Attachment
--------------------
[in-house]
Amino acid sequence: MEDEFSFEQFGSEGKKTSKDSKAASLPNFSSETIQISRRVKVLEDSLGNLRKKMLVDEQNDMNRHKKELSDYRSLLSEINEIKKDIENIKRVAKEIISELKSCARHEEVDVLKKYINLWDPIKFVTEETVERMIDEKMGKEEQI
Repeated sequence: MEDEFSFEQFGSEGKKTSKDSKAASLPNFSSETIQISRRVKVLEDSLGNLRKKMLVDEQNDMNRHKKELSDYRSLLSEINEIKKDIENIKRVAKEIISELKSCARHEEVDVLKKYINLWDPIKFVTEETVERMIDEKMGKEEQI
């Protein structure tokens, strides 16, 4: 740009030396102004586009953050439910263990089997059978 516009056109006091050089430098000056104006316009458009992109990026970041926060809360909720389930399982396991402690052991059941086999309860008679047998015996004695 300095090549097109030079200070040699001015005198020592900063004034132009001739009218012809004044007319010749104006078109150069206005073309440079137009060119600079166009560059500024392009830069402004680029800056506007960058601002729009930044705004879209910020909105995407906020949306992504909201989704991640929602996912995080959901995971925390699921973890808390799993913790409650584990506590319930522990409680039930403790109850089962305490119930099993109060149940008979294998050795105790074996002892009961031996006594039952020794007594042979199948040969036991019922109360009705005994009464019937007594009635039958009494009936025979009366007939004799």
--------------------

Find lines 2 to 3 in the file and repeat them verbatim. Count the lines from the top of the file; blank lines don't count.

Amino acid sequence: MEDEFSFEQFGSEGKKTSKDSKAASLPNFSSETIQISRRVKVLEDSLGNLRKKMLVDEQNDMNRHKKELSDYRSLLSEINEIKKDIENIKRVAKEIISELKSCARHEEVDVLKKYINLWDPIKFVTEETVERMIDEKMGKEEQI
Repeated sequence: MEDEFSFEQFGSEGKKTSKDSKAASLPNFSSETIQISRRVKVLEDSLGNLRKKMLVDEQNDMNRHKKELSDYRSLLSEINEIKKDIENIKRVAKEIISELKSCARHEEVDVLKKYINLWDPIKFVTEETVERMIDEKMGKEEQI